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 Wednesday, 28 August, 2002, 14:07 GMT 15:07 UK
Milosevic attacks BBC 'bias'
Milosevic cross-examines Jacky Rowland
Milosevic accused the BBC of unfair reporting
The BBC's former Belgrade correspondent, Jacky Rowland, has clashed with former Yugoslav President Slobodan Milosevic while giving evidence at his war crimes trial.

She was cross-examined by Mr Milosevic in a tense exchange, which focused on the BBC's objectivity and impartiality.

Ms Rowland insisted that her reports from the former Yugoslavia had been fair and objective.

I think anyone who knew me in Yugoslavia at that time, including Kosovo Serbs, would say I was one of the fairest and most objective reporters they knew

Jacky Rowland
She had been called to the tribunal to testify about what she saw at Dubrava prison in Kosovo in 1999, where she found inmates lying dead.

The Serb authorities claimed the victims had been killed by Nato bombs, but she reported at the time that it was unclear how they had died.

She told Mr Milosevic that they did not appear to her to be the victims of bombing.

"If you were hit by a bomb - heaven forbid - I think I'd be able to tell by looking at your body whether that was the manner of death," she told him.

A previous witness claimed Serb guards had shot most of the victims.

Tribunal judge Richard May told Ms Rowland he believed that Mr Milosevic was also calling into question the wider issue of the objectivity of other BBC reports from Kosovo.

Jacky Rowland
Jacky Rowland: "I took a great deal of pride in my work"
"What the accused is putting to you is that the BBC was not necessarily objective, that here was one objective report, but the fact that there was one objective report doesn't mean all the reports were objective," said Judge May.

But Ms Rowland insisted she took a great deal of pride in her work from the region.

"I think anyone who knew me in Yugoslavia at that time, including Kosovo Serbs, would say I was one of the fairest and most objective reporters they knew," she said.

"I am very happy to say the BBC enjoys probably the best international reputation of any international broadcaster for being objective."

She pointed out that her features from the region had included one on how Serbs were being demonised.

Tribunal first

And looking directly at the ex-leader, she told him: "During the Nato bombing campaign, Mr Milosevic, as you well know, the British Government was sharply critical of BBC coverage.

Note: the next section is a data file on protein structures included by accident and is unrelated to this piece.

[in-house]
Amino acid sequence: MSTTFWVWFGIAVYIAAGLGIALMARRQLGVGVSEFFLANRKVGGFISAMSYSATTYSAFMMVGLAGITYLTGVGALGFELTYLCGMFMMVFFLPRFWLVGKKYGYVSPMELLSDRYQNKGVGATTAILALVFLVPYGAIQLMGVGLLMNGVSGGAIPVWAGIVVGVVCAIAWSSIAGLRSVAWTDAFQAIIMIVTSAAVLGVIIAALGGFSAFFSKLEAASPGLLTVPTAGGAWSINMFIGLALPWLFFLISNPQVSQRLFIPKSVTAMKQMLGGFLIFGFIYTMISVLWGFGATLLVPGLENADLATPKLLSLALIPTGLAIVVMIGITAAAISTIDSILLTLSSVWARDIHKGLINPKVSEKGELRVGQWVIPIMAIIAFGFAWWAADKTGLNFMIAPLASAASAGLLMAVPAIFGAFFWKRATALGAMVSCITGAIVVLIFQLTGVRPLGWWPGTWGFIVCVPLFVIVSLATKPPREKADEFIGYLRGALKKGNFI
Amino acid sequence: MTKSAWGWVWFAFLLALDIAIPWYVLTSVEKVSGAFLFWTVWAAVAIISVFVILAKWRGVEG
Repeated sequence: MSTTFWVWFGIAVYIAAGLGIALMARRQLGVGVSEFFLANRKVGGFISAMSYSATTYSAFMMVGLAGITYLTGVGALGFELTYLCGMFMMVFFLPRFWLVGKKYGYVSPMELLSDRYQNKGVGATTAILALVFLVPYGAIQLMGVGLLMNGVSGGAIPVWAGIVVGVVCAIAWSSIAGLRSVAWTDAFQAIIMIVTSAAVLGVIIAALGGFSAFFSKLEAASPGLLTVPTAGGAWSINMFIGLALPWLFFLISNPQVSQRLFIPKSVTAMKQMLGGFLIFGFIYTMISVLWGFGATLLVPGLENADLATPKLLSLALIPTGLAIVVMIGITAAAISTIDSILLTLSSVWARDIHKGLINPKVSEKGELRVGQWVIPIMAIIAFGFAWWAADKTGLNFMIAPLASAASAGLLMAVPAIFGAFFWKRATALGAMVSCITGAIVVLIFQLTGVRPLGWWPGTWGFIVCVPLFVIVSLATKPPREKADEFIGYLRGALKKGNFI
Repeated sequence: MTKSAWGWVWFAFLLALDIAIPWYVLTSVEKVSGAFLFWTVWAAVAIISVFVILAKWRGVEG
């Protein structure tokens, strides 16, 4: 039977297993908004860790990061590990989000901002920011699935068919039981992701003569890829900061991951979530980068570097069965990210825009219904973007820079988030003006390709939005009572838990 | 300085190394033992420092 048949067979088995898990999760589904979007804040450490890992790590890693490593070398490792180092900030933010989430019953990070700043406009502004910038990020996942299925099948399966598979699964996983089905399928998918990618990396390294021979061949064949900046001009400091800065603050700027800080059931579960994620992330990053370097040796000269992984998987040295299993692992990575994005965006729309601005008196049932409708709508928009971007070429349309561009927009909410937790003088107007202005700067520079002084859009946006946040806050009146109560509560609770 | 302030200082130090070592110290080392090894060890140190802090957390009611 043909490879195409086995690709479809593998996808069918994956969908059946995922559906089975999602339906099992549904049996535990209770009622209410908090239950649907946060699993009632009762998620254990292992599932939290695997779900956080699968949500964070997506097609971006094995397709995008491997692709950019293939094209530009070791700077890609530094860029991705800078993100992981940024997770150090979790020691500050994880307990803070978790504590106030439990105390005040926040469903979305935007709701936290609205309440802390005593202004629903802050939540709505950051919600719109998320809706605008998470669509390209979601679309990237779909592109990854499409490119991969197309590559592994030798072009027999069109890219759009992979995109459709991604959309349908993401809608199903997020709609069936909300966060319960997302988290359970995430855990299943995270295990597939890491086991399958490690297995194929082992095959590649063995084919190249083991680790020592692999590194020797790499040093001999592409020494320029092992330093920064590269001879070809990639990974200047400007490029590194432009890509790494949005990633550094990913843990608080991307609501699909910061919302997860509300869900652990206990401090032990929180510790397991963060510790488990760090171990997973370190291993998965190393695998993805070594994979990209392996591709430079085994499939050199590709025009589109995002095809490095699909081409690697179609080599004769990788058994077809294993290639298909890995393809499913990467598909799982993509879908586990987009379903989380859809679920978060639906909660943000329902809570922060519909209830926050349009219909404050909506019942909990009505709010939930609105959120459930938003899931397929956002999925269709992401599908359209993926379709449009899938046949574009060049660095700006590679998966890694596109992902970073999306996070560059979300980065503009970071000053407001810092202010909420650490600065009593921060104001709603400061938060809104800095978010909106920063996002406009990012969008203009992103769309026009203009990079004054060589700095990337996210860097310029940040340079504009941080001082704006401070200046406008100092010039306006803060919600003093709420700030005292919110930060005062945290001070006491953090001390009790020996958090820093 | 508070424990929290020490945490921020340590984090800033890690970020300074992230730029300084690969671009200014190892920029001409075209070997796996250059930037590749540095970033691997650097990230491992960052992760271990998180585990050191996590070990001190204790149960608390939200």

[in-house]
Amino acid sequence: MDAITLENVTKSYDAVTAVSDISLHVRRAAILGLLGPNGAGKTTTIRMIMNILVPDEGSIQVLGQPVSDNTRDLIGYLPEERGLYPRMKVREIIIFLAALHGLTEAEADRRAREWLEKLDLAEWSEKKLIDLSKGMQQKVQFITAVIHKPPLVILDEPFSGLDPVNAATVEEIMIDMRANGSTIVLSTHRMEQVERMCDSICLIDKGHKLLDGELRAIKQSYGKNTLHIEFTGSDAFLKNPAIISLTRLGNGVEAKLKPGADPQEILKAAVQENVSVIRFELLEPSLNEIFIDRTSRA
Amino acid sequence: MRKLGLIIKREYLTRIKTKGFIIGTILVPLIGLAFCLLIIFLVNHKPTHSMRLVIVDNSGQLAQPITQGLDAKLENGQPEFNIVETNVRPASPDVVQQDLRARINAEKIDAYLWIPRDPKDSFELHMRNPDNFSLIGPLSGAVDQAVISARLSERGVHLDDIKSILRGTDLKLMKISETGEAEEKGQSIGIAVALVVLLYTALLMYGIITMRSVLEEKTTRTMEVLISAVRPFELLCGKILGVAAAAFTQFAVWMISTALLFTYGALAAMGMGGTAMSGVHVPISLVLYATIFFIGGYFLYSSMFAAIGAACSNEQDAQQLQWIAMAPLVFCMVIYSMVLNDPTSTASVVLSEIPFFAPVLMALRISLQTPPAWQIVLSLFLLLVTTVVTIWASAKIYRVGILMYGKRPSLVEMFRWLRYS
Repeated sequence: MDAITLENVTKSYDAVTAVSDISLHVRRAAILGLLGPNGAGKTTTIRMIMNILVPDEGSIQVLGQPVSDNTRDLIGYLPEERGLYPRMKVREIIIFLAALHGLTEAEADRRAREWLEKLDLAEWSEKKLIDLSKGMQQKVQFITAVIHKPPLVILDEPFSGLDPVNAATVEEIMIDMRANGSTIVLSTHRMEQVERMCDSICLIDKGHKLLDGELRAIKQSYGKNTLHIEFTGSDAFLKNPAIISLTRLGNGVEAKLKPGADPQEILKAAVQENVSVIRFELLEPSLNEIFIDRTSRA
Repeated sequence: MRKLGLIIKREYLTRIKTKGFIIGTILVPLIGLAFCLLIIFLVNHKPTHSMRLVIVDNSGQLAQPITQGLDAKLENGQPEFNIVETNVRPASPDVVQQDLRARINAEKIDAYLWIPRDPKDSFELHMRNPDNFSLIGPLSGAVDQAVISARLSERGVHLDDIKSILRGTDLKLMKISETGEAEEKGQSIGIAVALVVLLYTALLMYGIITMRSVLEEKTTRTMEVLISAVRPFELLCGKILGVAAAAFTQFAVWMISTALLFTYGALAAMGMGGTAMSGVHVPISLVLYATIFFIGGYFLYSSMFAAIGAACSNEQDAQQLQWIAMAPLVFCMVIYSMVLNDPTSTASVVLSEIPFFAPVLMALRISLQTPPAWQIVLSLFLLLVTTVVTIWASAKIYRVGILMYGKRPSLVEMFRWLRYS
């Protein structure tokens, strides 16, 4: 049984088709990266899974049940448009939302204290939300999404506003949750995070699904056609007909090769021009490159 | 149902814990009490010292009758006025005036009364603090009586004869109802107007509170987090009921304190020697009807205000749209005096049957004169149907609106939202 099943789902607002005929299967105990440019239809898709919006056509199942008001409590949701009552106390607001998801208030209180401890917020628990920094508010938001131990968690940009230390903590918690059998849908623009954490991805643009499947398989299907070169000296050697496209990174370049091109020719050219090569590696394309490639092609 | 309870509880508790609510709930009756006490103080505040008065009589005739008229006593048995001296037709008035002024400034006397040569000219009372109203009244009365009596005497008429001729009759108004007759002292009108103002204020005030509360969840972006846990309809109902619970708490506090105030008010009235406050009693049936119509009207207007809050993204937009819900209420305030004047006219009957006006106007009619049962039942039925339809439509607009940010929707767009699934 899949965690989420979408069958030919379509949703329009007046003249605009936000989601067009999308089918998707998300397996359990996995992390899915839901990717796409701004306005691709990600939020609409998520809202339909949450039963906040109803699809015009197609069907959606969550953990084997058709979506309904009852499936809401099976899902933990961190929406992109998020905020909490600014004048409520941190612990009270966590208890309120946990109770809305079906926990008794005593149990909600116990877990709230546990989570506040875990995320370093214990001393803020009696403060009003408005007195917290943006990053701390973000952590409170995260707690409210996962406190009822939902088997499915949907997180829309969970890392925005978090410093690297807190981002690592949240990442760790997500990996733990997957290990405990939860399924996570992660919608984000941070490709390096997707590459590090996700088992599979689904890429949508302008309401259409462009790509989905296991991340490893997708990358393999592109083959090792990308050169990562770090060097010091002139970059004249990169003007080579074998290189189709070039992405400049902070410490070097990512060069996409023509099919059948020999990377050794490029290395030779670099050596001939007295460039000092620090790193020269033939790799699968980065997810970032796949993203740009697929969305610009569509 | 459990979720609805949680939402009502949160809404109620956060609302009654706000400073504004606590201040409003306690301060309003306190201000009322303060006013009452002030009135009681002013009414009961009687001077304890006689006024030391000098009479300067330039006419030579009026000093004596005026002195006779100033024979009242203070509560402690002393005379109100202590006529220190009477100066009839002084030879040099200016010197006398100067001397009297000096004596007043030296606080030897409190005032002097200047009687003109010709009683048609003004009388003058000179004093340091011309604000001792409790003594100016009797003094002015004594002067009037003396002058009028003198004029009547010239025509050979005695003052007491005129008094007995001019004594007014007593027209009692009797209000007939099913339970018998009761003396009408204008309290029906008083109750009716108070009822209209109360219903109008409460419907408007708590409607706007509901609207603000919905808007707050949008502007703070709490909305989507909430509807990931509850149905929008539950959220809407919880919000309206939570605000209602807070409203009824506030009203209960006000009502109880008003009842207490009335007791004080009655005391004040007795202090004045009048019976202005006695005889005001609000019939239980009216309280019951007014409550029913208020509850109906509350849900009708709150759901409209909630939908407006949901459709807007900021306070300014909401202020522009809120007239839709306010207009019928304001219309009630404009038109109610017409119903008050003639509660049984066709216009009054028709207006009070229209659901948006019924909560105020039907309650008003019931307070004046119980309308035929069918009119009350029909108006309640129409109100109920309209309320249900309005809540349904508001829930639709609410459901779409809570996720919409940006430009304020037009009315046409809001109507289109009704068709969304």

"At one stage some government officials referred to us as the Belgrade Broadcasting Corporation."

This is the first time a journalist has testified at the Milosevic trial, although several others have given evidence at previous trials held by the tribunal.

Mr Milosevic is accused of more than 60 charges of war crimes and crimes against humanity during the conflicts in Kosovo, Croatia and Bosnia.

I think despite himself he found himself warming to me as our discussion went on

Jacky Rowland
Ms Rowland told the BBC after giving evidence that she had been nervous before her testimony started, but had quite "enjoyed herself" in the witness box.

"Mr Milosevic is a worthy adversary when it comes to a discussion and argument," she said.

"I'd say he was rather belligerent and a little hostile to begin with, but I think despite himself he found himself warming to me as our discussion went on.

"In fact, by the end, it was becoming far more of an exchange rather than an inquisitorial situation."

Ms Rowland rejected the suggestion that her testimony at a war crimes trial might put journalists at risk during future conflicts. She stressed that her decision to testify had been a matter of personal conscience.

  WATCH/LISTEN
  ON THIS STORY
  The BBC's Jacky Rowland discusses the trial
"I bear witness to viewers and listeners of the BBC every day that I work"
  The BBC's Geraldine Coughlan
"Slobodan Milosevic and Jacky Rowland locked horns in a dynamic cross-examination"

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26 Aug 02 | Europe
05 Oct 00 | From Our Own Correspondent
26 Jul 02 | Europe
26 Jul 02 | Europe
28 Jun 02 | Europe
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